Recently Braddan and I began a guide running project – guiderunning.UK. The simple goal is to raise awareness, point people towards guide running information and training and ultimately to connect as many visually impaired runners with guides as possible.
To promote the launch of guiderunning.uk we want to recruit a team of visually impaired runners and guides to compete in a 24-hour relay race. Don’t panic – this is definitely a sociable experience and not an all-out endurance competition. Pace and experience are certainly not an issue.
The race takes place in London over a 6-mile multi terrain route. It is not incredibly demanding. Trails are well maintained and relatively flat. More information about the even can be found at Spitfire Scramble
In true Spitfire spirit, guiderunning.uk needs YOU! – Just leave a comment below or contact me if read more
I consider myself an emotional runner. As it is my emotional state that appears to dictate how far I can run. Whether it is riding the crest of a high, where running seems as simple as breathing, or the depths where another step seems a daunting task. It is perhaps those depths that offer the most interesting moments of running. The opportunity to overcome and push despite being emotionally and physically depleted. While in those depths I motivate myself by allowing my mind to wander. I recall stories of other runners that in the past have inspired and motivated me. It is those stories that pull me from the depths and allow me to continue.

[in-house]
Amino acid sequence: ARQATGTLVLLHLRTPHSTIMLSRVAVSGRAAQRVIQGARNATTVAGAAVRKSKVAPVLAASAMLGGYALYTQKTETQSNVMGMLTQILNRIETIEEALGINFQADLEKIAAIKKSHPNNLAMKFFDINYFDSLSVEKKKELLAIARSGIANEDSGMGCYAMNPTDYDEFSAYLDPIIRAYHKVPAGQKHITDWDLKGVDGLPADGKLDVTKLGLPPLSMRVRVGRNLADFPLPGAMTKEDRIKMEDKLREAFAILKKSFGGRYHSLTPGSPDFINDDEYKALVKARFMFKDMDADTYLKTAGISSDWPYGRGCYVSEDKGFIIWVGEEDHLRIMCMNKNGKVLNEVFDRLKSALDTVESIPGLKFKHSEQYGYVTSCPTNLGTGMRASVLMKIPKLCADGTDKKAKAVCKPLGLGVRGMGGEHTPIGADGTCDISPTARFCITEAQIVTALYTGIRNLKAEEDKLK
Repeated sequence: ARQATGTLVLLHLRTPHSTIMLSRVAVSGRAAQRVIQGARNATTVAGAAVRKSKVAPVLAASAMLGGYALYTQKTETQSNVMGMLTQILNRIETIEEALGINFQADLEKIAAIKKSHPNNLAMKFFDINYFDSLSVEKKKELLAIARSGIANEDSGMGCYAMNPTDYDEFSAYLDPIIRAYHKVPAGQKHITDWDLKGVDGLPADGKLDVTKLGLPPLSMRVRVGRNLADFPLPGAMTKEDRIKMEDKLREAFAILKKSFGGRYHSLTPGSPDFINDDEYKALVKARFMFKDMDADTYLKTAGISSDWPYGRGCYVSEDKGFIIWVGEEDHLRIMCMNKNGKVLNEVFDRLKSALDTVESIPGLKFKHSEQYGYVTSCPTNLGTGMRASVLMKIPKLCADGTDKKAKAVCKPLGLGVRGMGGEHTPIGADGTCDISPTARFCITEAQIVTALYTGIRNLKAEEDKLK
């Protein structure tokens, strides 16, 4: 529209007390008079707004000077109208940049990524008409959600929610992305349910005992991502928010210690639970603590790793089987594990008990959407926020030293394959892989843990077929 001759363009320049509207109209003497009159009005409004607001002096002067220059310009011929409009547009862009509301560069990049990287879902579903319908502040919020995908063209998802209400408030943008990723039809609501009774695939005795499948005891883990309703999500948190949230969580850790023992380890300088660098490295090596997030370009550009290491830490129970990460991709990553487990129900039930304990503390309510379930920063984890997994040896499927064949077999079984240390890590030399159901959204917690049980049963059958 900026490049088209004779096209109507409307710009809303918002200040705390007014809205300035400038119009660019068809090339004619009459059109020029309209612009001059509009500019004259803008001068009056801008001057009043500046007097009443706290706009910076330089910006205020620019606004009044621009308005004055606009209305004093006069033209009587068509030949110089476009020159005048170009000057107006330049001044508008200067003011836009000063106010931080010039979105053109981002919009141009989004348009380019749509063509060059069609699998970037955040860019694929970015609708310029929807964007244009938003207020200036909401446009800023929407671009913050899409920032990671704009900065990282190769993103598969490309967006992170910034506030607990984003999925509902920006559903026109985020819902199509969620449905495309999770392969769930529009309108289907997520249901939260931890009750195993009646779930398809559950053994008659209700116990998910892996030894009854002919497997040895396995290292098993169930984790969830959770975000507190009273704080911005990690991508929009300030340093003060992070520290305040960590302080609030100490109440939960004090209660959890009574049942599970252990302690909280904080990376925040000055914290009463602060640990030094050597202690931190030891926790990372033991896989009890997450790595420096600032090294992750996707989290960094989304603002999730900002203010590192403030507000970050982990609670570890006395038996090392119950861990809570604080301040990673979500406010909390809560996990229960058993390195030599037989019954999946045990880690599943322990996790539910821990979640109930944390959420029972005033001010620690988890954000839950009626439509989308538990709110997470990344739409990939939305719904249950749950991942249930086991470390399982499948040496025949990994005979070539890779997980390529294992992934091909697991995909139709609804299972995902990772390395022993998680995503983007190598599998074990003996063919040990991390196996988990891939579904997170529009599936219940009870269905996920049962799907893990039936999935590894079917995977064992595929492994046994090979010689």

So when I was asked to contribute to a new running magazine “Like The Wind” with a focus on runner’s stories, I jumped at the chance to contribute. I wrote a short piece that told the story of my initial read more
Last semester I took the brave decision to add Visual Perception as one of my modules. The line between brave and stupid is often quite blurry. I thought the module would offer me a great insight into how the visual system works and it really did. But it meant some very special preparation in order to pass the exam.
The majority of the concepts were described diagrammatically on the course, something which meant I would have to take a slightly different angle to learning in order to achieve a greater understanding of visual perception as well as pass the exam. I had to try and visualise the concepts that were being described something that became quite challenging when you have never seen them represented in the real world. For example the visual illusions – I was fortunate enough to have seen some of these illusions while I had sight. But read more
Expaning on my previous post about accessibility features being features for all and not just those that rely on them, I decided to highlight one of the features my sighted friends use.